13 Jan 2017 | 5 min Read
Kuhoo Gupta (The K Junction)
Author | 101 Articles
The good thing with children is that everything is a learning opportunity! Especially when it comes to festivals, there is a lot to be taught. Well, here are a few fun ways to not only teach your kid about the festival but also engage them in the festivities.
Makar Sankranti marks a significant movement in the zodiac – the arrangement of the earth’s dial around the sun – the movement brings about a change in the way we experience the planet itself! Sankranti also marks the completion of harvests and farm animals play a huge role in it. The festival, thus is celebrated in various ways throughout the country.
I usually setup Montessori inspired learning activities for my son for all the major festivals and this is no exception! Since different states have their own ways of celebrating it, I picked up few traditions and designed some activities, around them.
You can tweak these activities based on your child’s age, interest and skill set easily. So let me quickly take you through…
Fine Motor and Maths: Kites are an integral part of Sankranti celebrations, especially in Gujarat. I took 3 scrap cardboards and drew kites on each of them using a sketch pen, wrote numbers 1 to 3 on them. My son is still too small to count beyond 3, you can go ahead and suit your child’s skill level. The activity is to put the right number of clothespins on the cardboard. Being able to press and release those clothespins is challenging and satisfying for those little hands, you see! ☺
Fine Motor and Prewriting: Before we actually give our toddlers a pencil to write alphabets and numbers, it is very important to give them a lot of prewriting exercises that prepares them for the actual writing and makes the transition smooth! I chose the letter K and a kite. This image has empty circles inside the letter and kite. I got this printable from fabnfree.com. You can hand draw it easily. I laminated the paper at home (You can see the home lamination process here. I stuck it to a magnetic slate that I had. The activity is to place these circular magnets onto the empty circles. You can skip the magnet part of the activity if you do not have magnets.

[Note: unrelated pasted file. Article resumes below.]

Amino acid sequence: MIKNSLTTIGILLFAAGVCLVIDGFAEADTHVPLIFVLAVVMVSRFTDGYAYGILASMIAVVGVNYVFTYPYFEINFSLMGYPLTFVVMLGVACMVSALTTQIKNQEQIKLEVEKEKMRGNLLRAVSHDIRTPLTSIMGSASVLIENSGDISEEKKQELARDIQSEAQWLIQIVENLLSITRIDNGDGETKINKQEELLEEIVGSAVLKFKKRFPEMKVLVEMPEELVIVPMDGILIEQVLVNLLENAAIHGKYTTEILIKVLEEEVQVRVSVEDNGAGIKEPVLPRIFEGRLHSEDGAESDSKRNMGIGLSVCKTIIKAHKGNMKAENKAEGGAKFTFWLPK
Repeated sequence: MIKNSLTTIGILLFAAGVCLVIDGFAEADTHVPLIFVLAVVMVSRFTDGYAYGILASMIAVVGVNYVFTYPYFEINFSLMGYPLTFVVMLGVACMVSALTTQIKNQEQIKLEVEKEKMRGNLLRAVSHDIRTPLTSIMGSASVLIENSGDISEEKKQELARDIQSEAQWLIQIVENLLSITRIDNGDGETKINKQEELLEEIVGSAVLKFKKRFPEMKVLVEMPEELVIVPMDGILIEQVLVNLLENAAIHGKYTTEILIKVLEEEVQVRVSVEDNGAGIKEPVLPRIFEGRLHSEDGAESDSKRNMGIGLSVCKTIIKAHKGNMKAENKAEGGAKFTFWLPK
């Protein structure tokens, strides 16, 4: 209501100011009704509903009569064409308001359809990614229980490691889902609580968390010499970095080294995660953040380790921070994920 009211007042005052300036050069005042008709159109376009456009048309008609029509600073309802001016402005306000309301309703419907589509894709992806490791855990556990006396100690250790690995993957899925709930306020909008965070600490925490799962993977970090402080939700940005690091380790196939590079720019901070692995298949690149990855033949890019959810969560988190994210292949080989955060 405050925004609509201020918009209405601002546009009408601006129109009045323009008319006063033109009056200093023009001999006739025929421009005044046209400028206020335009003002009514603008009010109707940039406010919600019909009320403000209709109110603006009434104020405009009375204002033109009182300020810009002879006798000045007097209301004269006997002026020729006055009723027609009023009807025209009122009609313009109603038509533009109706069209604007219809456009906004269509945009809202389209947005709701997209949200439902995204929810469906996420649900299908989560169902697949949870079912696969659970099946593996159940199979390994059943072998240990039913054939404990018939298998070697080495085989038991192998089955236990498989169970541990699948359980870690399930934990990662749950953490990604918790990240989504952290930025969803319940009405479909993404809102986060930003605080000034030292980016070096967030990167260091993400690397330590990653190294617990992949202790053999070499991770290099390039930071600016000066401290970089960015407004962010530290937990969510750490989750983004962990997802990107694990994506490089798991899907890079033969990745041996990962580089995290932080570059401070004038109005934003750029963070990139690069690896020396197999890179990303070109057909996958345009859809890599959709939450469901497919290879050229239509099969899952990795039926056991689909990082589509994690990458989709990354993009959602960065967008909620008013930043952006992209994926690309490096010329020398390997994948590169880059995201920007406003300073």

You can use anything, like a pebble or pompom or even a popcorn to place on the circles.
Sorting, Logic and Language: Farms and harvests are integral to Sankrant. So I took this opportunity to teach my son a few things related to agriculture. One such activity is to learn and sort things, according to where they come from. This activity has things like wheat, milk, cotton etc. that goes with the farm and harvest theme. It is a great language building activity. You can grab one such printable from http://www.montessoriforeveryone.com/
Practical Life and One to one correspondence: If you live in Maharashtra, you will hear ‘Til gud ghya ani god god bola’ very often, so how could I miss the til gud in my activities! I got these til gud laddus and made then a part of my activity. The task is to scoop out laddus and put one in one cavity, of an ice cube tray. Plus, each state has its own folk food, so you can pick whatever delicacy you celebrate with.
Sorting: I mixed the laddus and ilaichi dana in a bowl. The activity is to sort laddu and ilaichi dana into different bowls. Sorting is a great pre-maths activity and toddlers love it. While they are at it, you can tell them how the two are related to Sankrant.
Matching and Sequencing: To expose my son to some more farming, its sequence and importance; I made this sequencing and matching activity. I used the printable from mummadiaries.com. It talks about preparing the field, sowing seeds, manure, harvesting and more. The activity is to match the pictures accordingly. You can talk about the processes as your child matches them. It is a great language activity.
Practical Life: As the tradition attached to Pongal goes, the cow is washed, decorated and worshiped. So I setup this cow washing station using a cow figurine. Just place a cow figurine, brush to clean, water and a napkin. Toddlers have so much fun pretending to wash anything! I also kept kumkum in the tray to decorate the cow after the wash.
Nature and Practical Life: I prepared a small pot with soil and manure for my son and we sowed some wheat grains. He scooped out some soil from the pot, sprinkled the wheat grains, put the soil back in the pot, pressed the soil a little, watered it and put it in the sunlight!
He loved it! Every day we water the pot and hope to harvest some wheat grass on Sankranti, to mark the harvest season. I chose wheat because it germinates super quickly.
Hope you have fun doing these super simple Sankranti themed activities with your child. A very happy Sankranti to all of you! ☺
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